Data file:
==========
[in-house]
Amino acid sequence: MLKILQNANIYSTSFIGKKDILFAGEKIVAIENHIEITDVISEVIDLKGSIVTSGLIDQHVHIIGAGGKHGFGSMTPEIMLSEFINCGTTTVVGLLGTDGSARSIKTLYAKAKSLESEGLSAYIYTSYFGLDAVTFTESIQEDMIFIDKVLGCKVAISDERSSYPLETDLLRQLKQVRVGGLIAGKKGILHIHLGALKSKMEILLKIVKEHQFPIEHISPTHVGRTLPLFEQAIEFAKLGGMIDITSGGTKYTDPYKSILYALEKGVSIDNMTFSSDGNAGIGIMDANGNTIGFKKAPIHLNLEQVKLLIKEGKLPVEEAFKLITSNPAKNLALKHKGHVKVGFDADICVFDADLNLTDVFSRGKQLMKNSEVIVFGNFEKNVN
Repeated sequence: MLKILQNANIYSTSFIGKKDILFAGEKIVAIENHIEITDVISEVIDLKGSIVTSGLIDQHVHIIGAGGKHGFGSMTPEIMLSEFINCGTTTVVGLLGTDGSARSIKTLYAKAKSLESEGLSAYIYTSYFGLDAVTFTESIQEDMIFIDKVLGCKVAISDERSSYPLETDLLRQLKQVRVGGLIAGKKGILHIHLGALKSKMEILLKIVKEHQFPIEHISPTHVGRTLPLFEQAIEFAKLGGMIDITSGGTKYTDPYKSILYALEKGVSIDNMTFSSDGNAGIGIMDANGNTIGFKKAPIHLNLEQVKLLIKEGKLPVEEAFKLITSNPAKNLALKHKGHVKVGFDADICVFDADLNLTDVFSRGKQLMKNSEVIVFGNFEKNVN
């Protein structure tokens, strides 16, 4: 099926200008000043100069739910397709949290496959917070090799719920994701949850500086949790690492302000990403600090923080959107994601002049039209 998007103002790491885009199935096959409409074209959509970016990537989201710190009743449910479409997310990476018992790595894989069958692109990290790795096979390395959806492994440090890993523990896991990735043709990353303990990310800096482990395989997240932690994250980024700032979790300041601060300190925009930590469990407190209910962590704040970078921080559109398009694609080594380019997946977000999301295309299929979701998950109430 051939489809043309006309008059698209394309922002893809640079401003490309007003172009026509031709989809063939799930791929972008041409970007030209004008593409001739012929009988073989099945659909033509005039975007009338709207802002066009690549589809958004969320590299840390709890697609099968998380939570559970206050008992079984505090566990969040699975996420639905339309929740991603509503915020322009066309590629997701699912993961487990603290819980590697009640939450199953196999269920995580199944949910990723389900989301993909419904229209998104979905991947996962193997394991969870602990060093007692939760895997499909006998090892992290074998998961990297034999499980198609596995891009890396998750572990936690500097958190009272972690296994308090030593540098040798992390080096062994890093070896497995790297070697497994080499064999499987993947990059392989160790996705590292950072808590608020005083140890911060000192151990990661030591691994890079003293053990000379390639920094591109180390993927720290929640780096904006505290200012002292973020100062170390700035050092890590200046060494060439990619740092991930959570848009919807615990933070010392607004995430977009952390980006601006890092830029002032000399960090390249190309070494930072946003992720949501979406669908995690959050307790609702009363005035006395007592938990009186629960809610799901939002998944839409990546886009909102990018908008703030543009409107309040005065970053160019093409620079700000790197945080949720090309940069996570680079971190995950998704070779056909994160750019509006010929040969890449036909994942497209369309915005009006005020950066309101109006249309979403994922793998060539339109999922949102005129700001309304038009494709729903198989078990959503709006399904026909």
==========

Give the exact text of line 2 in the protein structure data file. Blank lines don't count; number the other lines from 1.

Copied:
Amino acid sequence: MLKILQNANIYSTSFIGKKDILFAGEKIVAIENHIEITDVISEVIDLKGSIVTSGLIDQHVHIIGAGGKHGFGSMTPEIMLSEFINCGTTTVVGLLGTDGSARSIKTLYAKAKSLESEGLSAYIYTSYFGLDAVTFTESIQEDMIFIDKVLGCKVAISDERSSYPLETDLLRQLKQVRVGGLIAGKKGILHIHLGALKSKMEILLKIVKEHQFPIEHISPTHVGRTLPLFEQAIEFAKLGGMIDITSGGTKYTDPYKSILYALEKGVSIDNMTFSSDGNAGIGIMDANGNTIGFKKAPIHLNLEQVKLLIKEGKLPVEEAFKLITSNPAKNLALKHKGHVKVGFDADICVFDADLNLTDVFSRGKQLMKNSEVIVFGNFEKNVN